Wednesday

19th Jun 2019

Norway defends NGOs in Hungary and Poland

  • Under the next Norway scheme, which runs until 2021, Poland stands to receive €809 million, Hungary €215 million in aid. (Photo: EEA and Norway grants)

Norway's prime minister Erna Solberg has said Hungary and Poland must allow independent funding of charities as part of a €1 billion Norwegian aid scheme, which is currently up for renewal.

Poland and Hungary want Norway to waive a requirement that EEA (European Economic Area) funds to civil society must be channelled through an administrative body that is meant to be independent of their governments. But Solberg, commenting for the first time on the ongoing negotiations, rejected the demand.

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"We cannot allow Poland and Hungary to control the money to civil society. We must have independent organisations that assign them," she told Norwegian press agency NTB.

She also warned against "illiberal" powers that do not understand the need for an independent civil society.

"The civic sector shouldn't be controlled by the state," said the Norwegian PM, who heads a coalition between Conservatives and the anti-immigrant, libertarian Progress party.

Solberg raised the matter with European Commission president Jean-Claude Juncker during a visit to Brussels last week.

Iceland, Liechtenstein and Norway, in exchange for their access to the EU single market, fund initiatives aimed at reducing social and economic disparities in 15 poorer EU member states, through the so-called EEA funds.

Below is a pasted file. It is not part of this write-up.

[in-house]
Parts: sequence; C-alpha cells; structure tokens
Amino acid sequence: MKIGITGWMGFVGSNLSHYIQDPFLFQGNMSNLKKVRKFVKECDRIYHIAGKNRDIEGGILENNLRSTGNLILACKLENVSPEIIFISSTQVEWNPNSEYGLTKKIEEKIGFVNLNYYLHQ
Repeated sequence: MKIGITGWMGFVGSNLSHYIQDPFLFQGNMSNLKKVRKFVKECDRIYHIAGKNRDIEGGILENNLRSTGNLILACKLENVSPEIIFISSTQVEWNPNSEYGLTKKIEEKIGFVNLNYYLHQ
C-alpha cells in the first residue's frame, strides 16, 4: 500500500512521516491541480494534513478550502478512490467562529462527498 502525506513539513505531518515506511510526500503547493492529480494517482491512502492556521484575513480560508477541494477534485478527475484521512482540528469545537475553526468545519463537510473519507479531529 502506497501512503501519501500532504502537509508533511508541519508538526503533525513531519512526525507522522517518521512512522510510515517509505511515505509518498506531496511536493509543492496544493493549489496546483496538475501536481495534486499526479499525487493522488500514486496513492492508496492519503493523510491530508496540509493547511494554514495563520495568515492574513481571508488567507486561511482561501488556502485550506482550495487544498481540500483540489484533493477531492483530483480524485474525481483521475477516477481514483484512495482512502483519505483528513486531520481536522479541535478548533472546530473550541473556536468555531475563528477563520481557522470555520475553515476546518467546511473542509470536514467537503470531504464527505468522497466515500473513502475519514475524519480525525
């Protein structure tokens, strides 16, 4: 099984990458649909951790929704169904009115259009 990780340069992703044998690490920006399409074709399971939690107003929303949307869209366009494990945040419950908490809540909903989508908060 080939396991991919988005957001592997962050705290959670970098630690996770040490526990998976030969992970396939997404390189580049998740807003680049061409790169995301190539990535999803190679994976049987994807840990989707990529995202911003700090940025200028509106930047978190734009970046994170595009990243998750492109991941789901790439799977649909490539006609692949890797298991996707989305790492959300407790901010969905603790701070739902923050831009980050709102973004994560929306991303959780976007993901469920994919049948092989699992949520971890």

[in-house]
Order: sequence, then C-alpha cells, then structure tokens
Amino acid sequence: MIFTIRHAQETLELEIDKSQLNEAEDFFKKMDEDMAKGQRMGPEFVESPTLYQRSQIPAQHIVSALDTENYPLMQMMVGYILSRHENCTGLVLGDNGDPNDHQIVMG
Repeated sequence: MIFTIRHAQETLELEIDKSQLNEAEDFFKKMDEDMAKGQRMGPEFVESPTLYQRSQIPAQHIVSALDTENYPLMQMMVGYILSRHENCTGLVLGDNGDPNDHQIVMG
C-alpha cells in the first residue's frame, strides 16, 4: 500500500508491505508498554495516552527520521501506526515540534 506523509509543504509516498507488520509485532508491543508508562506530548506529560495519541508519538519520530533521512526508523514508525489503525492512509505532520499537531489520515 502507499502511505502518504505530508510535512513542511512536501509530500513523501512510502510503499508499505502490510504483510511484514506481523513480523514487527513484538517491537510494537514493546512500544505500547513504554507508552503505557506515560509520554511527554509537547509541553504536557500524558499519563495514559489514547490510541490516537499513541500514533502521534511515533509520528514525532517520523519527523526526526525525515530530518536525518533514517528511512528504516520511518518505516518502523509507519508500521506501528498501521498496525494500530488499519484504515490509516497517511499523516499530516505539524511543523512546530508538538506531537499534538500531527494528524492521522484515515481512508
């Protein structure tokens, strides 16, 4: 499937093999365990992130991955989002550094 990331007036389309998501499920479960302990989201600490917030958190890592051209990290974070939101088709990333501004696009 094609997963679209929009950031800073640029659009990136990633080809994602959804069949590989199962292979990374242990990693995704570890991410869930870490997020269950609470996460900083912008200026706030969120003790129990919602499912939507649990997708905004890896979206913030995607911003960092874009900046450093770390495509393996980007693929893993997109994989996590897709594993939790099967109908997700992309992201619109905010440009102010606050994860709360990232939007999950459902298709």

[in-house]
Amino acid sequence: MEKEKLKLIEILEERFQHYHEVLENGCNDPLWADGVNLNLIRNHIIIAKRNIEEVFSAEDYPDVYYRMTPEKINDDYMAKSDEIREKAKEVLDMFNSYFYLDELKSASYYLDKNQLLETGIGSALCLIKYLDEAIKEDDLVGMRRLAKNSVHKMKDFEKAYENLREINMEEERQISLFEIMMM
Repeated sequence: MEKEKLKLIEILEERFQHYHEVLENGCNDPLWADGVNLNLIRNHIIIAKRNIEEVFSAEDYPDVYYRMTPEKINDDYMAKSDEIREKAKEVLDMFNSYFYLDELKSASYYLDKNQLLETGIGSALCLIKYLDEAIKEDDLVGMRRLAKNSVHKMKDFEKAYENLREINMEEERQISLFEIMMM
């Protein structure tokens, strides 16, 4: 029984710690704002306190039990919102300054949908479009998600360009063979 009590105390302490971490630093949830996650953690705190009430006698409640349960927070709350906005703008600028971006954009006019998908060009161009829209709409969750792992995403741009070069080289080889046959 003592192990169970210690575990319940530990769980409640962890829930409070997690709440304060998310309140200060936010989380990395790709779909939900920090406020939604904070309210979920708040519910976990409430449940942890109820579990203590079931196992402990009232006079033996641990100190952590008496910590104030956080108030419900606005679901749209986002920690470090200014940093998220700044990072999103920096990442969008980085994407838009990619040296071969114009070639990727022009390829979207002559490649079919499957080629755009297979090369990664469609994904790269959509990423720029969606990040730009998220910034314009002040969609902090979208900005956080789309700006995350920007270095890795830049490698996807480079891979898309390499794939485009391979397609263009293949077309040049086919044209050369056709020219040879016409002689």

Norway is the biggest donor and Poland the largest beneficiary, followed by Romania and Hungary.

Under the next scheme, which runs until 2021, Poland stands to receive €809 million and Hungary €215 million in aid.

A small part of the funds, roughly 10 percent, is dedicated to civic society, a mandatory part of the support programme.

Negotiations between Norway and Poland are stuck in deadlock. Another round of negotiations with Hungary will take place later in May.

Norway's EU minister Frank Bakke-Jensen, formally in charge of the talks, told NTB he hoped to close negotiations by the end of the year.

He said he did not worry about them dragging out.

"It's a good training camp for young democracies to sit at such a negotiating table," he said.

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